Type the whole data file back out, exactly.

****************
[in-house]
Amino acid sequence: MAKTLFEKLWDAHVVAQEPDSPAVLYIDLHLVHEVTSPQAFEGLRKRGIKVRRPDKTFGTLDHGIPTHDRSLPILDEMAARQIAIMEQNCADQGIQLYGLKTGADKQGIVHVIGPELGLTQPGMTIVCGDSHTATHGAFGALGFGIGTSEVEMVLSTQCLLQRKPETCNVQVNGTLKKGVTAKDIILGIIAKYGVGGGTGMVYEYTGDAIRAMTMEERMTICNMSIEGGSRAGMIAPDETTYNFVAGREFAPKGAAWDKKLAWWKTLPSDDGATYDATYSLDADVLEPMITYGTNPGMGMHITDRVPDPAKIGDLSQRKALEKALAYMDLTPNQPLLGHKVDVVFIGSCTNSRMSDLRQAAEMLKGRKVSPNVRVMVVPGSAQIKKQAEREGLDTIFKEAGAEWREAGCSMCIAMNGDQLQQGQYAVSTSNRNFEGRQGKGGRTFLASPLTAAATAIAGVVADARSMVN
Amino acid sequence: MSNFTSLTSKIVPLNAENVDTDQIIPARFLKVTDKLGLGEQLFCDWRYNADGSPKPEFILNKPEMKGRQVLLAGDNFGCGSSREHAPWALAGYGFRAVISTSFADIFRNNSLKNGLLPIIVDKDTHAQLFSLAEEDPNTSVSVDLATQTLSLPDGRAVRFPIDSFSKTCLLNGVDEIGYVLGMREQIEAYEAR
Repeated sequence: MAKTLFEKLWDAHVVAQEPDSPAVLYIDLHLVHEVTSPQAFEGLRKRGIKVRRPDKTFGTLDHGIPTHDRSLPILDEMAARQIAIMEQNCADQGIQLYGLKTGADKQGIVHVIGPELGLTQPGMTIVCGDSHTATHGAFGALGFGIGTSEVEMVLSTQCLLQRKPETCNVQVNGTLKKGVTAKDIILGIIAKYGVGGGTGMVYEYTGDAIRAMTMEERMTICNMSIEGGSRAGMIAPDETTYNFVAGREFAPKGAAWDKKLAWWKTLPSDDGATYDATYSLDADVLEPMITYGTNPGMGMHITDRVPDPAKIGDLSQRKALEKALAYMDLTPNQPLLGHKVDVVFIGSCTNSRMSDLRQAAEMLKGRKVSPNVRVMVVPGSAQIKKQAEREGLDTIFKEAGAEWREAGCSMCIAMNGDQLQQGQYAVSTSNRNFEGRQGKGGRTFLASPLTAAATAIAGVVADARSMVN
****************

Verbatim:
[in-house]
Amino acid sequence: MAKTLFEKLWDAHVVAQEPDSPAVLYIDLHLVHEVTSPQAFEGLRKRGIKVRRPDKTFGTLDHGIPTHDRSLPILDEMAARQIAIMEQNCADQGIQLYGLKTGADKQGIVHVIGPELGLTQPGMTIVCGDSHTATHGAFGALGFGIGTSEVEMVLSTQCLLQRKPETCNVQVNGTLKKGVTAKDIILGIIAKYGVGGGTGMVYEYTGDAIRAMTMEERMTICNMSIEGGSRAGMIAPDETTYNFVAGREFAPKGAAWDKKLAWWKTLPSDDGATYDATYSLDADVLEPMITYGTNPGMGMHITDRVPDPAKIGDLSQRKALEKALAYMDLTPNQPLLGHKVDVVFIGSCTNSRMSDLRQAAEMLKGRKVSPNVRVMVVPGSAQIKKQAEREGLDTIFKEAGAEWREAGCSMCIAMNGDQLQQGQYAVSTSNRNFEGRQGKGGRTFLASPLTAAATAIAGVVADARSMVN
Amino acid sequence: MSNFTSLTSKIVPLNAENVDTDQIIPARFLKVTDKLGLGEQLFCDWRYNADGSPKPEFILNKPEMKGRQVLLAGDNFGCGSSREHAPWALAGYGFRAVISTSFADIFRNNSLKNGLLPIIVDKDTHAQLFSLAEEDPNTSVSVDLATQTLSLPDGRAVRFPIDSFSKTCLLNGVDEIGYVLGMREQIEAYEAR
Repeated sequence: MAKTLFEKLWDAHVVAQEPDSPAVLYIDLHLVHEVTSPQAFEGLRKRGIKVRRPDKTFGTLDHGIPTHDRSLPILDEMAARQIAIMEQNCADQGIQLYGLKTGADKQGIVHVIGPELGLTQPGMTIVCGDSHTATHGAFGALGFGIGTSEVEMVLSTQCLLQRKPETCNVQVNGTLKKGVTAKDIILGIIAKYGVGGGTGMVYEYTGDAIRAMTMEERMTICNMSIEGGSRAGMIAPDETTYNFVAGREFAPKGAAWDKKLAWWKTLPSDDGATYDATYSLDADVLEPMITYGTNPGMGMHITDRVPDPAKIGDLSQRKALEKALAYMDLTPNQPLLGHKVDVVFIGSCTNSRMSDLRQAAEMLKGRKVSPNVRVMVVPGSAQIKKQAEREGLDTIFKEAGAEWREAGCSMCIAMNGDQLQQGQYAVSTSNRNFEGRQGKGGRTFLASPLTAAATAIAGVVADARSMVN